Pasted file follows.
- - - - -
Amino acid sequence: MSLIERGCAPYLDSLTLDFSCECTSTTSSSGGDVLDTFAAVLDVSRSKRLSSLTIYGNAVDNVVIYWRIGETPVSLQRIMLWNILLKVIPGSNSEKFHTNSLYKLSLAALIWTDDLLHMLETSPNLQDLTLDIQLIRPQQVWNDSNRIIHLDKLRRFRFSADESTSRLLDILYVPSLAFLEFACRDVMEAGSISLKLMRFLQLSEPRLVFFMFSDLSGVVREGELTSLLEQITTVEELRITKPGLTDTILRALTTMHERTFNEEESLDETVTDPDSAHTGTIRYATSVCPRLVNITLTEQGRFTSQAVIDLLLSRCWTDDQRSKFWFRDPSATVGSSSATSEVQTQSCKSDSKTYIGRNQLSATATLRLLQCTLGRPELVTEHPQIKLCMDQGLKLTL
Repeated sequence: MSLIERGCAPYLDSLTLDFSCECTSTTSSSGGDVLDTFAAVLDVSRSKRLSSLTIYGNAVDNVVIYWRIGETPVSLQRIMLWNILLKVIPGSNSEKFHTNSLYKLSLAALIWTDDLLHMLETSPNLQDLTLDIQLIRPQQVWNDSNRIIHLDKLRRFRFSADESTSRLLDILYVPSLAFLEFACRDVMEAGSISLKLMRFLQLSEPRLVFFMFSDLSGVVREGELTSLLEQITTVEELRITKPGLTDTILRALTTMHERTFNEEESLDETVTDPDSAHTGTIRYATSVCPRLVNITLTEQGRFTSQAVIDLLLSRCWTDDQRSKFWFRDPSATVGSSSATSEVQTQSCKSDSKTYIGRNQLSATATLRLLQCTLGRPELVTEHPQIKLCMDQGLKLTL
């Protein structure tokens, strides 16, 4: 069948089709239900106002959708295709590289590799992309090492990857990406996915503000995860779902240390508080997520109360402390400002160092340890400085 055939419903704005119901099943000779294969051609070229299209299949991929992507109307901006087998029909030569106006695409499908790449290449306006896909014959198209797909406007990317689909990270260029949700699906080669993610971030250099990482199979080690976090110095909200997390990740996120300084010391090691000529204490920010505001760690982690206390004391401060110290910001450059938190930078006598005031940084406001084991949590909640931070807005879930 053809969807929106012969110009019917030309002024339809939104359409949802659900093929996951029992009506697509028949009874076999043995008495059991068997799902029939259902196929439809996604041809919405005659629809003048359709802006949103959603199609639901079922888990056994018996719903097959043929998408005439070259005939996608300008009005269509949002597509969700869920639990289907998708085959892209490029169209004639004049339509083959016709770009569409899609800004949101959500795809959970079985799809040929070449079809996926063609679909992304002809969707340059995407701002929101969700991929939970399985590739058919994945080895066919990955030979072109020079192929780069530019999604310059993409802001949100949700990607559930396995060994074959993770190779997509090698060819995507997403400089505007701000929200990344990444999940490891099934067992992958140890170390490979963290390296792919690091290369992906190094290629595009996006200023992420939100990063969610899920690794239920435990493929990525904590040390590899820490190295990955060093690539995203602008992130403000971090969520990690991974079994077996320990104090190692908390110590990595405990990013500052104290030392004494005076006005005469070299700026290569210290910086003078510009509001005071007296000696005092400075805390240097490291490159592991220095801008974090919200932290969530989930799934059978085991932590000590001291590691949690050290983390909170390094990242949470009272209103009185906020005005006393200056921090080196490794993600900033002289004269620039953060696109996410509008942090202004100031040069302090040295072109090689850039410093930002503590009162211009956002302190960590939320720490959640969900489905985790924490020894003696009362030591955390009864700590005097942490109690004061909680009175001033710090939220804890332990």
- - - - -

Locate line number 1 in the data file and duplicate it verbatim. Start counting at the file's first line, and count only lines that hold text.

Amino acid sequence: MSLIERGCAPYLDSLTLDFSCECTSTTSSSGGDVLDTFAAVLDVSRSKRLSSLTIYGNAVDNVVIYWRIGETPVSLQRIMLWNILLKVIPGSNSEKFHTNSLYKLSLAALIWTDDLLHMLETSPNLQDLTLDIQLIRPQQVWNDSNRIIHLDKLRRFRFSADESTSRLLDILYVPSLAFLEFACRDVMEAGSISLKLMRFLQLSEPRLVFFMFSDLSGVVREGELTSLLEQITTVEELRITKPGLTDTILRALTTMHERTFNEEESLDETVTDPDSAHTGTIRYATSVCPRLVNITLTEQGRFTSQAVIDLLLSRCWTDDQRSKFWFRDPSATVGSSSATSEVQTQSCKSDSKTYIGRNQLSATATLRLLQCTLGRPELVTEHPQIKLCMDQGLKLTL